As it relies on other people’s work with our own features, we won’t be offering any help in customizations to avoid rebranding or reselling.
It will be interesting to see what happens with RetroEngine Sigma project on Indiegogo that is very likely based on RetrOrangePi image for Orange Pi Lite board.
Anyway, since BitTorrent download was very slow, I downloaded RetrOrangePi-3.0.Orangepione.img.tar.gz from the main server for my $3.69 Orange Pi One board (there was a promo in September), extracted it, and flashed it to a 32GB card (8GB is enough) in Linux:
Replace sdX by your own SD card device in the 3rd command above. You can also do this in Windows with Win32DiskImager. Once it is done, insert the micro SD card in your board or TV box, prepare a gamepad, and connect all relevant cables.
If you have connected the serial console (completely optional), or want to access the system through ssh, you can login with pi/pi or root/orangepi credentials:
Debian GNU/Linux8RetrOrangePi ttyS0
Last login:Thu Sep1507:26:19CEST2016on tty1
Linux RetrOrangePi3.4.113-RetrOrangePi--sun8i#12 SMP PREEMPT Sun Dec 18 17:17l
Most people will just follow the instructions on the TV. We’ll get through a bunch of animation and logos during the boot.Note: Please ignore the vertical lines on the photos, as there’s just an issue with my TV.
The first time the system will resize the SD card to make use of the full SD card capacity, and generate SSH keys. One more “Loading…” logo…
If you have connected a gamepad (highly recommended), you’ll be ask to configure the keys. Tronsmart Mars G01 gamepad was automatically detected, and I could easily set all keys up.
Once all is well and done, you’ll get to the main menu to select emulator or Kodi.
Most emulators do not come with ROMs due to license issues, so you’d have to find the ROMs yourself, and install them via a USB drive, or copy them directly into the board over the network, for example with scp. If you want to try to play some games straightaway, you can do so by going to the PORTS sections with 13 games available including Doom, Quake, Wolfenstein 3D, CannonBall, Duke Nukem 3D, Super Mario War, etc…
I tested shortly tested Wolfenstein 3D and Quake, as well as launched Kodi 17 (Beta 6) in the demo video below.
So Linux 4.9 is out, and the merge window for 4.10 is thus open.
With the extra week for 4.9, the timing for the merge window is obviously a bit awkward, and it technically closes in two weeks on Christmas Day. But that is a pure technicality, because I will certainly stop pulling on the 23rd at the latest, and if I get roped into Xmas food prep, even that date might be questionable.
I could extend the merge window rather than cut it short, but I’m not going to. I suspect we all want a nice calm winter break, so if your stuff isn’t ready to be merged early, the solution is to just not merge it yet at all, and wait for 4.11. Just so you all know (I already bcc’d the main merge window suspects in a separate mailing last week, I’m just repeating myself here to avoid anybody being confused about timing).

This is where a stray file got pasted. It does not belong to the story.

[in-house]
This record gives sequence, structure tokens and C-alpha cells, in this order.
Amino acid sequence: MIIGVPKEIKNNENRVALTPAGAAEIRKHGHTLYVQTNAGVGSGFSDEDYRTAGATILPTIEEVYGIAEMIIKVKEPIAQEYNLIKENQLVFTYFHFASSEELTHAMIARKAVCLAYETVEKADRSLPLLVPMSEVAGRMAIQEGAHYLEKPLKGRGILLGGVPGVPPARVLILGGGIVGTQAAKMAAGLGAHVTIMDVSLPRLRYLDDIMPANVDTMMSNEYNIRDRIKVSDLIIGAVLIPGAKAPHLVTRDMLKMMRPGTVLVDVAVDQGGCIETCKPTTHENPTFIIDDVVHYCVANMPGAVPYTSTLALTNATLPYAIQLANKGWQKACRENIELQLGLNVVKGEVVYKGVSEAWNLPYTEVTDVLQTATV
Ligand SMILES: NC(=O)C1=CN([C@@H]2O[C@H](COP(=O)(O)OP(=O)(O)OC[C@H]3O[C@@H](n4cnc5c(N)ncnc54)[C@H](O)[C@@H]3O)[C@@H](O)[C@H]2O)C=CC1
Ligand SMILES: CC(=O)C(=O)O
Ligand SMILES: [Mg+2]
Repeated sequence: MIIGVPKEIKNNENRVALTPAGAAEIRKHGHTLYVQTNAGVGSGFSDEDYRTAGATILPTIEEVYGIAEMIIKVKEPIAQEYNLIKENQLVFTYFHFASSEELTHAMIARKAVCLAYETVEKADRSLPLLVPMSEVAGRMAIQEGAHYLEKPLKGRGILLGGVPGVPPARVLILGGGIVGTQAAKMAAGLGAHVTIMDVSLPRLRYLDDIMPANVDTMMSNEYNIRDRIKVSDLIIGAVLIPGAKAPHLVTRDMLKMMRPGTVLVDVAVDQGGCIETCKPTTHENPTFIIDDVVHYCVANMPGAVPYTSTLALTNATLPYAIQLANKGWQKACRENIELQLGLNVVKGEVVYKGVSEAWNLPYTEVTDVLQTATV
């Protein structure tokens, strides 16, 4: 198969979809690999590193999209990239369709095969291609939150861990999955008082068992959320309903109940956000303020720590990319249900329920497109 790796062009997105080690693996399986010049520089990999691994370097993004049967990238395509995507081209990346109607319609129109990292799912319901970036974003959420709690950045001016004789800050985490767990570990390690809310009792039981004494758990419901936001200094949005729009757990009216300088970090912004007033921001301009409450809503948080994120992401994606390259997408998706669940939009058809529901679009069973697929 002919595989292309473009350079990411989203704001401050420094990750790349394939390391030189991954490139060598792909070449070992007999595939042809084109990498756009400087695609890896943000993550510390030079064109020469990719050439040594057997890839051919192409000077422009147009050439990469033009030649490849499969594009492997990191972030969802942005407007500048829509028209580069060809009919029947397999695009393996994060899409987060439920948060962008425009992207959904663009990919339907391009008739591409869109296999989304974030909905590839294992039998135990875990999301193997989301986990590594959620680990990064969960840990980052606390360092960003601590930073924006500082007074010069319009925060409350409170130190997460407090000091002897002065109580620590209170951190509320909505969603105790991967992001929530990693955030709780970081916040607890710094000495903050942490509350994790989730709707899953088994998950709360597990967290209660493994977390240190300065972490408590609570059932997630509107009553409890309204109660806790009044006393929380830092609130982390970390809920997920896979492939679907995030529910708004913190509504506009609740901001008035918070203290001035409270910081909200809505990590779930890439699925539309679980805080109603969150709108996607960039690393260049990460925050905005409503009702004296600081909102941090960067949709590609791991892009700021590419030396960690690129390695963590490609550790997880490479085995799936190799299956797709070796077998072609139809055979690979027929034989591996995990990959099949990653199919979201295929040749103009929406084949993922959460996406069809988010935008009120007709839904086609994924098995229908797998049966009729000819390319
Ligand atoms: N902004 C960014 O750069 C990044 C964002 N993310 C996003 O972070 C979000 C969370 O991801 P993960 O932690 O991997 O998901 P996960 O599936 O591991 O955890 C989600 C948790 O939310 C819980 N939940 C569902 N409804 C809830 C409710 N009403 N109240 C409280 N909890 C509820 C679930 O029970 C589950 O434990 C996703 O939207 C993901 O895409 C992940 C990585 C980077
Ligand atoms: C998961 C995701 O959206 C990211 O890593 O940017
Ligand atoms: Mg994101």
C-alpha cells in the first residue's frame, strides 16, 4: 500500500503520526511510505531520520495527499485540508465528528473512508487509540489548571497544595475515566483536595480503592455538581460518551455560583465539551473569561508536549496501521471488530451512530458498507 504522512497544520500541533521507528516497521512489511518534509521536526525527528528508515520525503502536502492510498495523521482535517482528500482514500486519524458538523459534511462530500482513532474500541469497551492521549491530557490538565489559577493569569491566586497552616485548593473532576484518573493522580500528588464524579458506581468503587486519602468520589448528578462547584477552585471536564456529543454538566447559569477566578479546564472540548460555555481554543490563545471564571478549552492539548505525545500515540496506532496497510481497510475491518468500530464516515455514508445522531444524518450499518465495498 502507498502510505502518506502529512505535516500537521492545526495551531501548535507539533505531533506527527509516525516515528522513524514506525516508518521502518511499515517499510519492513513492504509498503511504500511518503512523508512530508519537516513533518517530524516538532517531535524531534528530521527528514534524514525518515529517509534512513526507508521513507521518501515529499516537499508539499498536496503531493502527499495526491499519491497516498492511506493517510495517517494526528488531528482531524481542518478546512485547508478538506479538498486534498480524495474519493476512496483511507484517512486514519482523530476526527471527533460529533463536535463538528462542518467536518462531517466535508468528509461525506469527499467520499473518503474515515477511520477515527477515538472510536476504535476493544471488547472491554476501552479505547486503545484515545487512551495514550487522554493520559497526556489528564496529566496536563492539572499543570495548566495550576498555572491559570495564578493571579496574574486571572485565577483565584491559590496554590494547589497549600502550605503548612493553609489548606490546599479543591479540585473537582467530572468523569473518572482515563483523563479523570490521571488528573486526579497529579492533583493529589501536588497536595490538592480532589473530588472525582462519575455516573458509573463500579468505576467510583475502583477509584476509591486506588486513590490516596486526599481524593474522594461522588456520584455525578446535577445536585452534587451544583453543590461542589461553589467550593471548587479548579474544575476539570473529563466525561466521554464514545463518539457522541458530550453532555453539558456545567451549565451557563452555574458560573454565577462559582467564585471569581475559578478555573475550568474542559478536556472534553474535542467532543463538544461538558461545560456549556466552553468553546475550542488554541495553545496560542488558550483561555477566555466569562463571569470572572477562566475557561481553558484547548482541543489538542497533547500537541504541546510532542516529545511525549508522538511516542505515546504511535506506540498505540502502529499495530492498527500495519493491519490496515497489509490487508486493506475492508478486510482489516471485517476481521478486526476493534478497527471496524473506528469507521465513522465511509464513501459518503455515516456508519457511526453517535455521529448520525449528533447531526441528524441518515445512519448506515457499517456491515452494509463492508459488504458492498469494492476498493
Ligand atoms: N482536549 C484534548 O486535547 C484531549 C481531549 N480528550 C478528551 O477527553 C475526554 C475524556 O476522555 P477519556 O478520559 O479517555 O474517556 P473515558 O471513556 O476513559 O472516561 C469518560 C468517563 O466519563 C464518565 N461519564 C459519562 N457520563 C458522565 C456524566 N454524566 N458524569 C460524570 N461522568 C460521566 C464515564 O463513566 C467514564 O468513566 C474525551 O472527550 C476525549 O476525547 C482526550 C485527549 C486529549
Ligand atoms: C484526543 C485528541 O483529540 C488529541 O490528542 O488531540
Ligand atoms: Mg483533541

Anyway, back to 4.9 itself.
I’m pretty sure this is the biggest release we’ve ever had, at least in number of commits. If you look at the number of lines changed, we’ve had bigger releases in the past, but they have tended to be due to specific issues (v4.2 got a lot of lines from the AMD GPU register definition files, for example, and we’ve had big re-organizations that caused a lot of lines in the past: v3.2 was big due to staging, v3.7 had the automated uapi header file disintegration, etc). In contrast, 4.9 is just big.
Admittedly a chunk of that is the new greybus staging support, but that really isn’t the bulk of it – it’s just another small detail in the overall “yes, v4.9 is big” picture.
Other than just the size, 4.9 looks fairly normal. A bit over two thirds drivers (staging, GPU and networking are the bulk of it, but it’s all over), with the rest looking fairly normal too: arch updates, documentation, generic networking, filesystems..
The shortlog (16k+ commits, with another 1100 merge commits to round things out) is obviously much too big to put here, and wouldn’t be legible anyway. So as is my wont, I’m appending just the log of my merges.
Linux 4.8 brought us an HDMI-CEC framework, a new kernel documentation system is now based on Sphinx, a user-space GPIO subsystem and tools, file systems improvements and more.
Some of the notable changes for Linux 4.9 include:
Greybus staging support. While Project Ara has been canceled, the code is still used in one Motorola phone, a Toshiba chip requires it, as well as other undisclosed users.
File systems improvements for CIFS (bug fixes, idsfromsid mount option, better reconnection handling), BTRFS (bug fixes), NFS (bug fixes and new features such as server-side copy), F2FS (bug fixed and performance improvements), EXT-4 (“Lots of bug fixes and cleanups”) , and XFS (iomap-based DAX infrastructure and XFS delalloc rework + bug fixes)
Improved security with virtually mapped kernel stacks, and memory protection keys
AMDGPU now supports older Radeon graphics cards, virtual display support, and improved reset.
Some interesting ARM architecture fixes and new features:
Broadcom BCM958525er, BCM958522er, BCM988312hr, BCM958623hr and BCM958622hr reference boards for Northstar platform, Raspberry Pi Zero board
NXP i.MX 7 Warp7 reference board, Gateworks Ventana GW553x SBC, Technologic Systems TS-4900, and Engicam IMX6UL GEA M6UL computer-on-module, Inverse Path USB armory board
Renesas r8a7792/wheat and r7s72100/rskrza1 development boards
ST Microelectronics STi B2260 (96boards) single-board computer
TI Davinci OMAP-L138 LCDK Development kit, beagleboard-x15 rev B1 single-board computer
There has been a fair amount of MIPS changes in Linux 4.9 too, some of them are:
Various updated to MIPS core arch code – generic DT-based board & Flattened Image Trees (.itb) support, per-device DMA coherence support, bug fixes for KVM, uprobes, c-r4k, ptrace and more
Octeon – Delete dead code and files, change to use all memory into use by default, add DTS for D-Link DSR-500N, etc…
Pistachio – Remove ANDROID_TIMED_OUTPUT from defconfig
TX39xx & TX49xx – Move GPIO setup from .mem_setup() to .arch_init(), convert to Common Clock Framework
txx9wdt – Add missing clock (un)prepare calls for CCF
BMIPS – Add PW, GPIO SDHCI and NAND device node names, add DT examples for BCM63268, BCM3368 and BCM6362, add support for BCM3368 and BCM6362, etc…
Code changes for PCI, CPC, GIC, SMP, USB host, cpuidle, fbdev, auxdisplay…